|It looks like really stewed tea!|
A month or two ago, I watched a programme where a scientist analysed vanilla flavouring and extract available to the public. This included the synthetic version, which of course contains no vanillin whatsoever, to the most expensive vanilla extract which to his amazement contained so little vanillin, it was impossible to measure. I use vanilla regularly and although I use the seeds themselves often, I rely on a bottle of what Ina Garten, bless her, calls good vanilla. Keep the jar on the kitchen table and you'll find as I do, your visitors will do the shaking for you.
I set about making my own vanilla extract and here is my recipe.
|Crystals of vanillin on vanilla beans|
It doesn't stop there; I plan to put the contents of the jar along with a third bottle of vodka into a blender and blend for a minute before returning the mix to the jar and leaving for a few weeks. This should produce a third and last batch of intense vanilla extract.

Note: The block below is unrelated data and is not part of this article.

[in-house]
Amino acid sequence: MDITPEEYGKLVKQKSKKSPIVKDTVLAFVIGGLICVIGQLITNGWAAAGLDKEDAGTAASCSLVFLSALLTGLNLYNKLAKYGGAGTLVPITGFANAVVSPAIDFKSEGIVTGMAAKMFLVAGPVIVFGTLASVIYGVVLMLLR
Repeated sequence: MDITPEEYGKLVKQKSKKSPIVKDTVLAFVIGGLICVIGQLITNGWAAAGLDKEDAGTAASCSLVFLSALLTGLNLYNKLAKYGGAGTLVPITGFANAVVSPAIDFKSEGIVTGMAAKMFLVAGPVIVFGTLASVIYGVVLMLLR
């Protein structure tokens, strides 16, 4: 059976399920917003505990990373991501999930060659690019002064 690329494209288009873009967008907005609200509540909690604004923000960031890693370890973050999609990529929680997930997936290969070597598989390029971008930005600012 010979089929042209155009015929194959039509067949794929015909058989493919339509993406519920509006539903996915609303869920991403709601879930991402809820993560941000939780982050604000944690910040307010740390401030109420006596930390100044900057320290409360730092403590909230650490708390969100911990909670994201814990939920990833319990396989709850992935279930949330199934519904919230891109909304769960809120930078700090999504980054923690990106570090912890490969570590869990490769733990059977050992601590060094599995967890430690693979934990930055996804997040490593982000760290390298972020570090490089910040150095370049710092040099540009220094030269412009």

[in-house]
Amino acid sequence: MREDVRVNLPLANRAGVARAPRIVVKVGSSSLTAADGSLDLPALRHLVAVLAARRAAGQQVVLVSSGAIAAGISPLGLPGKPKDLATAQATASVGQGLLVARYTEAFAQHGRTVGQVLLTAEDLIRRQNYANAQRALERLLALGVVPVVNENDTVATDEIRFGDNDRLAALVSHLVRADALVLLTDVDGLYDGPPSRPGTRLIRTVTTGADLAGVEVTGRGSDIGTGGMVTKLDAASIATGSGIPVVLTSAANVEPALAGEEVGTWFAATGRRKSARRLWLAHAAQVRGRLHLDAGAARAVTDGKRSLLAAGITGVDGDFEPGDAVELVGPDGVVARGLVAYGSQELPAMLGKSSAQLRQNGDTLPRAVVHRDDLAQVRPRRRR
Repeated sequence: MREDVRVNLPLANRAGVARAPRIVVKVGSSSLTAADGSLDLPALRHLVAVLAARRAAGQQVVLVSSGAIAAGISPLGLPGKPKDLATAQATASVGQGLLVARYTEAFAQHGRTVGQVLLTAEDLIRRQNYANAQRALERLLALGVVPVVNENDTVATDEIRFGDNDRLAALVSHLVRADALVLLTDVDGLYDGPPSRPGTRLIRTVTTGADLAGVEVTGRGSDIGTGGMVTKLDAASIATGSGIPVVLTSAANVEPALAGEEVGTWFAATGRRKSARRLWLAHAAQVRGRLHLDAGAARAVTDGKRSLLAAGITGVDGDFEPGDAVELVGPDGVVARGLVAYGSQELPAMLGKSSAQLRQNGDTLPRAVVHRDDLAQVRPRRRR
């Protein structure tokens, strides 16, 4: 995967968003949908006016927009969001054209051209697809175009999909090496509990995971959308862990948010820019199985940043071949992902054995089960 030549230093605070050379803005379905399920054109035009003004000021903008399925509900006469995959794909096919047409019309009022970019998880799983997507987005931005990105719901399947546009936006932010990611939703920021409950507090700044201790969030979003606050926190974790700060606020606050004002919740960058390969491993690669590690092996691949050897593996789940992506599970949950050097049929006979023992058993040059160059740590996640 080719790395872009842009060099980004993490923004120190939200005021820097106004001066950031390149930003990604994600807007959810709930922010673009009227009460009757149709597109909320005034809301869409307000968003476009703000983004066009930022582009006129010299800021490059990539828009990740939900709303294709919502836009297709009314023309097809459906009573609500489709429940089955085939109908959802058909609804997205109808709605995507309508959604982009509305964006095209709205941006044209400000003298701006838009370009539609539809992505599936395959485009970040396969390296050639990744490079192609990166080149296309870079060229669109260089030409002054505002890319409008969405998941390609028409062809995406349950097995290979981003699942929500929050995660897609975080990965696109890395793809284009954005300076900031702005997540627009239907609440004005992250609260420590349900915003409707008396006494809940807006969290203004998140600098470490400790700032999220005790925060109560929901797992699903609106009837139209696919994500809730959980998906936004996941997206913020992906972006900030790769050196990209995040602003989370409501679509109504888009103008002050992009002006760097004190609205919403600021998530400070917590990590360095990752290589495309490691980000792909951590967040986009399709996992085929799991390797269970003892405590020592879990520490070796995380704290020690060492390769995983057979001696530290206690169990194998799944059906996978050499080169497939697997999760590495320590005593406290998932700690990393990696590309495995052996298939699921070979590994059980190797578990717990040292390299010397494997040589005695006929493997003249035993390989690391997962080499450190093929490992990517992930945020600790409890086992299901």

This vanilla keeps indefinitely so if like me, you use it regularly, having a litre and a half of it in the store cupboard will not be unwelcome. However, you may well choose to do this with a friend or two and share the results or give it away to friends who bake, as gifts. Either way you'll find that the overall cost ends up being a fraction of the cost of flavouring commercially available and of course it will deliver a far better flavour.
Since the flavour of the vanillla is so strong the vodka can be the cheaper variety
Ive just read the ingredients on the (expensive) bottle of vanilla extract in my cupboard, it reads, Water, Alcohol (36%) bourbon-madagascar vanilla bean extractives. What exactly are extractives? it sounds very much to me like a customised word that allows for some sort of practice that is best hidden.